Brain Food Essentials: Sardines

Brain Food Essentials: Sardines

“Fish is brain food.”

You may have heard this before.

And we at NeuroTrition completely agree. 

The thought of “fish” may conjure up visions of a perfectly grilled wild salmon steak. Or an amazing pan-seared halibut or trout.

​​But, have you thought of sardines as brain food?

We know not everyone loves sardines (do you have your guard up against ‘em?). But, not everyone wants and can afford some of the more expensive fish with the same brain-building nutrients as these smaller fish. In fact, canned sardines are not only affordable versions of the same nutritional powerhouses some other fish are, but you don’t even need to cook ‘em! They are a favourite of our Neuro-Chefs who love to incorporate them into our Brain Food Menus.

Let’s unpack some of the science of sardines (and other small fish) to show you what truly makes them a “brain food essential.” Hint: it’s not just the omega-3s. And, of course, we’ll give you some great ideas on how you can incorporate more small fish like sardines into your diet. Maybe they’ll even become one of your favourites (we’ve even had kids approve them).

SMALL FISH BUILD STRONG BRAINS

Small fish like sardines, mackerel, and anchovies contain the same key brain-building nutrients found in larger fish.

And small fish have the added benefit of, well, being small.

Being small in a world of fish means you have fewer toxins because you avoid what’s known as “bioaccumulation.”

Being small in a world of fish means you have fewer toxins because you avoid what’s known as “bioaccumulation.” This is when compounds accumulate in animals because of what they eat. Unfortunately, these toxins come from the pollution that has been building up in our waters over time. They get from the water into the fish from the food those fish eat.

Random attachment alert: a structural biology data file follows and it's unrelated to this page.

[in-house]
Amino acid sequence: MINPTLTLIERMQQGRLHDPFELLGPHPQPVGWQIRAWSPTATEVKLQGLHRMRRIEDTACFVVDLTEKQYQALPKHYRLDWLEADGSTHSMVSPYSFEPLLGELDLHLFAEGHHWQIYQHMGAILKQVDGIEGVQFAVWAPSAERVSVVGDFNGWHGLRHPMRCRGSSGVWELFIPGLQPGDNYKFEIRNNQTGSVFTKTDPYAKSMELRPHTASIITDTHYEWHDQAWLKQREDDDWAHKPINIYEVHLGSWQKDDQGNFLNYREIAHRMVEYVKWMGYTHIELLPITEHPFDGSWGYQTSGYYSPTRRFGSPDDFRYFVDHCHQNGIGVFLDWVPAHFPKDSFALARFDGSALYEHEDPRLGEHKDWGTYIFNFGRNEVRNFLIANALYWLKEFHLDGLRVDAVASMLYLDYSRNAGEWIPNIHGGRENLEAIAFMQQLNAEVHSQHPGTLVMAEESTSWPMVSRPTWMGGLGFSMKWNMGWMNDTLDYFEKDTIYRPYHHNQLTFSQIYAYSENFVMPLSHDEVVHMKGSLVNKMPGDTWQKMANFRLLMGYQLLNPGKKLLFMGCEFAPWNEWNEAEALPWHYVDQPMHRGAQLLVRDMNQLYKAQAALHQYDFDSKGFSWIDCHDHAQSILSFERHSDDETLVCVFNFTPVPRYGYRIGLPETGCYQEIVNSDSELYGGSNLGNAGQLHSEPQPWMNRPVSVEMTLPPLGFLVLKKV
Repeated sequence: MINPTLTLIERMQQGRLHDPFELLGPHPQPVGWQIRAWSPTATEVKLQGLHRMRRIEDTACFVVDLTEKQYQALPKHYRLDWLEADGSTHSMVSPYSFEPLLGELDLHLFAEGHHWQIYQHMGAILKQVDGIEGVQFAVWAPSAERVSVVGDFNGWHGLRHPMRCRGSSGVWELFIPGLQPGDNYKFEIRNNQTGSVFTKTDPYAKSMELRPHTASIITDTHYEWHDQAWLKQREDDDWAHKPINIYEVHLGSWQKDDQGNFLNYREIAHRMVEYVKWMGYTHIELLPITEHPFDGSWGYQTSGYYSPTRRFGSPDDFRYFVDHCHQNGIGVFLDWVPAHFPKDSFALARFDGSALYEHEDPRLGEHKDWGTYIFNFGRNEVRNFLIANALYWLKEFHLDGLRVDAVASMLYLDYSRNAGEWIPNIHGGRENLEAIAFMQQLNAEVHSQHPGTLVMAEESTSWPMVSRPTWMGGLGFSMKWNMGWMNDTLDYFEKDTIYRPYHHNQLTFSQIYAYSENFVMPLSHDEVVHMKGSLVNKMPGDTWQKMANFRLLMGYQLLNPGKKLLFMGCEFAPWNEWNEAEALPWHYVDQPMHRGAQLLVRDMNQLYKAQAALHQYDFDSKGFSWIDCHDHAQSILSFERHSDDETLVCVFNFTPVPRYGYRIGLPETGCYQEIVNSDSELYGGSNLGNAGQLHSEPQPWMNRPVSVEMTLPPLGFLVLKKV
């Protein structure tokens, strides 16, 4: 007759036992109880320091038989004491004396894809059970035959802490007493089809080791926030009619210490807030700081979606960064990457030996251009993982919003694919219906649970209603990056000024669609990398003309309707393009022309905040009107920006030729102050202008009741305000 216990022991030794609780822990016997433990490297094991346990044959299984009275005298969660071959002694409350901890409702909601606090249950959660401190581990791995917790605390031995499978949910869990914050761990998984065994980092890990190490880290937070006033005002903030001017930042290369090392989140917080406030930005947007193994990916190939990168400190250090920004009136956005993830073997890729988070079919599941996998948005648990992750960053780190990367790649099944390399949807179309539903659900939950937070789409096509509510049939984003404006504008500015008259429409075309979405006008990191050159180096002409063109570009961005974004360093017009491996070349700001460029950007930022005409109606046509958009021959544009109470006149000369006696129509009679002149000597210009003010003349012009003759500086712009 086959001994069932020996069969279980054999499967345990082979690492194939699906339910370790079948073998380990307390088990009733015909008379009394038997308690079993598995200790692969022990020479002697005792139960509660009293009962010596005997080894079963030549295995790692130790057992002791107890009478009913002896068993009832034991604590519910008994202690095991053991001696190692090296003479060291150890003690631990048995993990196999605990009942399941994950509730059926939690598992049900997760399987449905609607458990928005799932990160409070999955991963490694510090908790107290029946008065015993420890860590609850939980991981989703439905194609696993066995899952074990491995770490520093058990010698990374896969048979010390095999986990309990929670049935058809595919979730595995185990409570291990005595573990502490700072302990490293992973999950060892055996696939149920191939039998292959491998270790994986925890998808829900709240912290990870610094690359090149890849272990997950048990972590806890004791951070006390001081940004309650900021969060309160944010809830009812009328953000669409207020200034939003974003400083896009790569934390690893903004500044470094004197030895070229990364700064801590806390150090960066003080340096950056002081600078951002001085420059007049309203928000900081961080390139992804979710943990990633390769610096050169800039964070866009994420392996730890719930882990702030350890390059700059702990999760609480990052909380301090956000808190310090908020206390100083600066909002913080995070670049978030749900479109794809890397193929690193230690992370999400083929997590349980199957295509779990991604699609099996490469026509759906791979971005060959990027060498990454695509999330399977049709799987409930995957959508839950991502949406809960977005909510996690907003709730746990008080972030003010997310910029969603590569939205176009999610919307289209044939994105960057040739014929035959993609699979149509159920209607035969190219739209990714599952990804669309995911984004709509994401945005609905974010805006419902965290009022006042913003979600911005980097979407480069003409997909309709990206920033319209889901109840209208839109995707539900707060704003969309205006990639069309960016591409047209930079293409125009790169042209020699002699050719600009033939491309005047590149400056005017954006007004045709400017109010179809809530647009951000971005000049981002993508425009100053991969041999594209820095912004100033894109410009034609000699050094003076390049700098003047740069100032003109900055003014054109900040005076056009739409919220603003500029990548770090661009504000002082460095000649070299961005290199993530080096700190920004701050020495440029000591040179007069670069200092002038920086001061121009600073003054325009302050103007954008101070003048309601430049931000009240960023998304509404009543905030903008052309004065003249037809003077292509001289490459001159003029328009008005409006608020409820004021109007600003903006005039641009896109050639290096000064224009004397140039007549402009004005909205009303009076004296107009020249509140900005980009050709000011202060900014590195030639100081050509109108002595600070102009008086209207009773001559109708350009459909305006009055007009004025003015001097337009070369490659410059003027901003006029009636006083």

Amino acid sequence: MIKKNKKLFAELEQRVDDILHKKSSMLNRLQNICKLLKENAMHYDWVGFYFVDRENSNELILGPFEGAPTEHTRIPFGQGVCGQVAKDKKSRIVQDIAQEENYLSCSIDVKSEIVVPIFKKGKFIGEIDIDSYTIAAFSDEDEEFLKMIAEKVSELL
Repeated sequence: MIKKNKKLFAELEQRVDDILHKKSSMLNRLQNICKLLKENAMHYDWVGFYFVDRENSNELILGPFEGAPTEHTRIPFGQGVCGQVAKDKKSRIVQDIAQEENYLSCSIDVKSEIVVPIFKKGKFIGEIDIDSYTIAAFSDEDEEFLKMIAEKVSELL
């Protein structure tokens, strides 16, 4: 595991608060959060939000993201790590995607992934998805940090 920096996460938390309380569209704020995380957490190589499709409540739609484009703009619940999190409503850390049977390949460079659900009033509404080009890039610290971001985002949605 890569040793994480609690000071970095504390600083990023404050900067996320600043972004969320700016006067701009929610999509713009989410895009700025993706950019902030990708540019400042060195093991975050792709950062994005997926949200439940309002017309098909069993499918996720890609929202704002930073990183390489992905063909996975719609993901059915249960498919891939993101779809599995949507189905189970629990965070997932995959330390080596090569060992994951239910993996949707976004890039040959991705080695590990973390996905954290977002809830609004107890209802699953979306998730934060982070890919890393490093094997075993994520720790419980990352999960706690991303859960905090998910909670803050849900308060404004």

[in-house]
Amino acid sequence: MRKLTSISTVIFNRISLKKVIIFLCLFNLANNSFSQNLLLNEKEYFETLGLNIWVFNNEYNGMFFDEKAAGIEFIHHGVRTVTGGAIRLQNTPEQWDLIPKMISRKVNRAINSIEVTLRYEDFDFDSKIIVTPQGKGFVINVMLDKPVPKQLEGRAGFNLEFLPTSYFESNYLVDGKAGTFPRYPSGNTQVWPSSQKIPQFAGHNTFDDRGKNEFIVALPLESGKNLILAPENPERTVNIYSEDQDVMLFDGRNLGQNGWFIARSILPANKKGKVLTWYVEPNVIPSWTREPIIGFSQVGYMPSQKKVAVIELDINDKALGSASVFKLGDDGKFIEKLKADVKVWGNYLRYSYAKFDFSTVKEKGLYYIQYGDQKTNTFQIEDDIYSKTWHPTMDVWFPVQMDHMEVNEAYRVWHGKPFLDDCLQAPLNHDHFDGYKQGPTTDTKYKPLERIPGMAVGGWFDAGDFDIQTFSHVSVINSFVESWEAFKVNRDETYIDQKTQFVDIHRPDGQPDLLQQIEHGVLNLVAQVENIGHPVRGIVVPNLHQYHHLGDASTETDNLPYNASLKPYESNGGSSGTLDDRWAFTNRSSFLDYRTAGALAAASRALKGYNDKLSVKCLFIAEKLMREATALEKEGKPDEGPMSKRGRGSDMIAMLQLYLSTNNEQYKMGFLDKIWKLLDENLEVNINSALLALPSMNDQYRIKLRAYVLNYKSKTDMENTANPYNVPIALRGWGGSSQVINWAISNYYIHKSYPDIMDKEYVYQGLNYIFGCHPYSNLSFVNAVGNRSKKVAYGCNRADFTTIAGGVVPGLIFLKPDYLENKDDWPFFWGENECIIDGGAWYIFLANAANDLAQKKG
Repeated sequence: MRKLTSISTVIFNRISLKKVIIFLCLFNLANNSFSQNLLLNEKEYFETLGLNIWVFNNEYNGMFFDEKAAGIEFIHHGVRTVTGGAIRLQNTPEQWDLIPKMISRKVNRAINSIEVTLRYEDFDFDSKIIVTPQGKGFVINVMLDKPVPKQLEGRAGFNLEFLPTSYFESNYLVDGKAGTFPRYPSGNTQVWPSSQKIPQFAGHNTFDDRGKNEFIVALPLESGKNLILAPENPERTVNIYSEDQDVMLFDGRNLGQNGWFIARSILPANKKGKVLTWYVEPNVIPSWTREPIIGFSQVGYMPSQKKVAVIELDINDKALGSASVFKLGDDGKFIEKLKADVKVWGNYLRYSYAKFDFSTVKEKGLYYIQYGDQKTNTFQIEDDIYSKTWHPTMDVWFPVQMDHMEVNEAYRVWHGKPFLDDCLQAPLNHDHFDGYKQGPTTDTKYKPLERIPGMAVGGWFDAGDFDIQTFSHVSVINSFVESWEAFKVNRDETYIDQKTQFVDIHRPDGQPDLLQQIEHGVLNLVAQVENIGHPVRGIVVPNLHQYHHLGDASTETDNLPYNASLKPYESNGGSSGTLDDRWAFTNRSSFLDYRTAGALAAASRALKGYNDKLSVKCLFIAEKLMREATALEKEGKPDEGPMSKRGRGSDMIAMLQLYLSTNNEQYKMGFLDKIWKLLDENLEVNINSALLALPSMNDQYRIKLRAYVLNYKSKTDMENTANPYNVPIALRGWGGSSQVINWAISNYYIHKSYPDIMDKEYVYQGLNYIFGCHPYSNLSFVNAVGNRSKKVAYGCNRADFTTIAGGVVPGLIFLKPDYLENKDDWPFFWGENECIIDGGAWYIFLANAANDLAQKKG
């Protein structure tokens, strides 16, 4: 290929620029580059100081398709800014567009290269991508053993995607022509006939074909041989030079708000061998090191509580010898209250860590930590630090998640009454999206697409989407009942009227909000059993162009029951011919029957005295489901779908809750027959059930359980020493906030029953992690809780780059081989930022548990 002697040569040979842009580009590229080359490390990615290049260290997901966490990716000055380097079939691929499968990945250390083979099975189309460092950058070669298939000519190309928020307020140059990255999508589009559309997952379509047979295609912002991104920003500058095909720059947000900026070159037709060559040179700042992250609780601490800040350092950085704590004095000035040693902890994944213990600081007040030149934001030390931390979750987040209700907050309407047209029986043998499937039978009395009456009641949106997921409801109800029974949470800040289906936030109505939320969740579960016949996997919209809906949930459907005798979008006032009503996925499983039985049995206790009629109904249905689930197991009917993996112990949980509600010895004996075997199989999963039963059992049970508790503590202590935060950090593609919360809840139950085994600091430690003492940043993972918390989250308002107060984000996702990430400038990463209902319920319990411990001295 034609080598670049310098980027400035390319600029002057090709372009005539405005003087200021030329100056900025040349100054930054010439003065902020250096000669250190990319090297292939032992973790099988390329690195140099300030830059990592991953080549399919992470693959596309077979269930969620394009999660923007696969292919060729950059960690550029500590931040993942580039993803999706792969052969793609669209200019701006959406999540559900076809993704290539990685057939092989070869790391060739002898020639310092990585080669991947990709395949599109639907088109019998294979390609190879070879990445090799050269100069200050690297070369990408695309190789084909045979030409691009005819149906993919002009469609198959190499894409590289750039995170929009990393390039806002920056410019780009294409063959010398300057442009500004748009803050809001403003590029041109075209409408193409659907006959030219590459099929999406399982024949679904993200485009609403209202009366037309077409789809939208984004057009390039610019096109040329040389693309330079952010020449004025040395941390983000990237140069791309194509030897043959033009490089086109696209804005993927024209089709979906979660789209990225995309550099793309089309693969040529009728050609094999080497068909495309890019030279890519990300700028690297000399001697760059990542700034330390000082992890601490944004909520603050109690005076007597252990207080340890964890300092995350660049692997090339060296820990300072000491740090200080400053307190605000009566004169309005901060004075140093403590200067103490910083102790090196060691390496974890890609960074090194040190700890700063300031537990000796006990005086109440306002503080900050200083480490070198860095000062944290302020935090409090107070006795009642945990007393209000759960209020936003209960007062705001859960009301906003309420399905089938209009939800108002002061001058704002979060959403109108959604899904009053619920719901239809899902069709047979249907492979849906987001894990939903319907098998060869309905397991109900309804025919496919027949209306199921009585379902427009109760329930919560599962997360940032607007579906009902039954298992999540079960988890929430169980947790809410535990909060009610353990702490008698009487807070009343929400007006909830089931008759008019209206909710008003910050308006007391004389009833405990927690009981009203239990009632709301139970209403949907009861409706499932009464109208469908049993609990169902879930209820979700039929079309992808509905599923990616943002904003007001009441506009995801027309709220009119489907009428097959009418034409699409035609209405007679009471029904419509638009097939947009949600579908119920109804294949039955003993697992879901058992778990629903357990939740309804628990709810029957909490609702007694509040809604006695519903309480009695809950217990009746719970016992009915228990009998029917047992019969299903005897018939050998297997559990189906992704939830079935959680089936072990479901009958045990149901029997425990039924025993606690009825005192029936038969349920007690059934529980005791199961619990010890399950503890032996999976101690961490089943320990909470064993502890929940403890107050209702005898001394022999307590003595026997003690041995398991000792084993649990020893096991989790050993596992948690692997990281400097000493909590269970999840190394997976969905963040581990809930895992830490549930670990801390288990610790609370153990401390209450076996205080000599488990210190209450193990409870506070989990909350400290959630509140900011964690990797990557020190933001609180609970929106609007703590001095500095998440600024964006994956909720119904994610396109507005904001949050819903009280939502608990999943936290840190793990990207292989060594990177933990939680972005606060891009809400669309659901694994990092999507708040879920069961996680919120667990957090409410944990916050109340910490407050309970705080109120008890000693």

Here’s how bioaccumulation works. Picture a small sardine eating tiny marine organisms like plankton. Each sardine doesn’t need to eat too much plankton in their lifetime. They don’t grow very large, and they don’t live very long. This limits the chance of building up too many toxins in their bodies from their food.

Now picture a larger fish like tuna who eat a lot of small fish because they grow larger and live longer. So those tiny amounts of toxins that get into the small fish can accumulate in the larger fish over time.

This is particularly important when it comes to brain health. Some of these toxins found in fish (e.g. mercury, pesticides, etc.) negatively affect the brain and nervous system.

Don’t get us wrong, many large fish are definitely brain foods! But we recommend that when you eat large fish, choose “wild” whenever possible because they have fewer toxins than farmed fish.

So don’t give up your beautiful salmon, halibut, black cod or trout; just opt for “wild” fish (or even sardines?) whenever you can.

Tests have shown that sardine oil can activate the cerebral cortex of the brain. This is the outside part of the brain that controls memory, attention, thought, and language.

In fact, sardine oil can help improve memory in elderly people, and may help reduce risk of age-related cognitive decline (i.e. Alzheimer’s). Tests have shown that sardine oil can activate the cerebral cortex of the brain. This is the outside part of the brain that controls memory, attention, thought, and language. It’s great to “turn on” your cerebral cortex because it can help keep your memory sharp well into old age. And who doesn’t want that?

Are you starting to see sardines as brain food?

Let’s dive into the nutrition in sardines.

BRAIN LOVIN’ OMEGA-3S

Your brain is 60% fat, and omega-3s are an essential fat that is critical for optimal brain health.  There are plenty of omega-3s in sardines, particularly DHA (docosahexaenoic acid) and EPA (eicosapentaenoic acid).

Did you know that DHA gets incorporated right into our brain cells? In fact, DHA is a key player for brain and mental health for all ages from infancy to elderly.

The other main omega-3 in sardines, EPA, fights inflammation, which is great for your brain and mental health. Not to mention the rest of your body.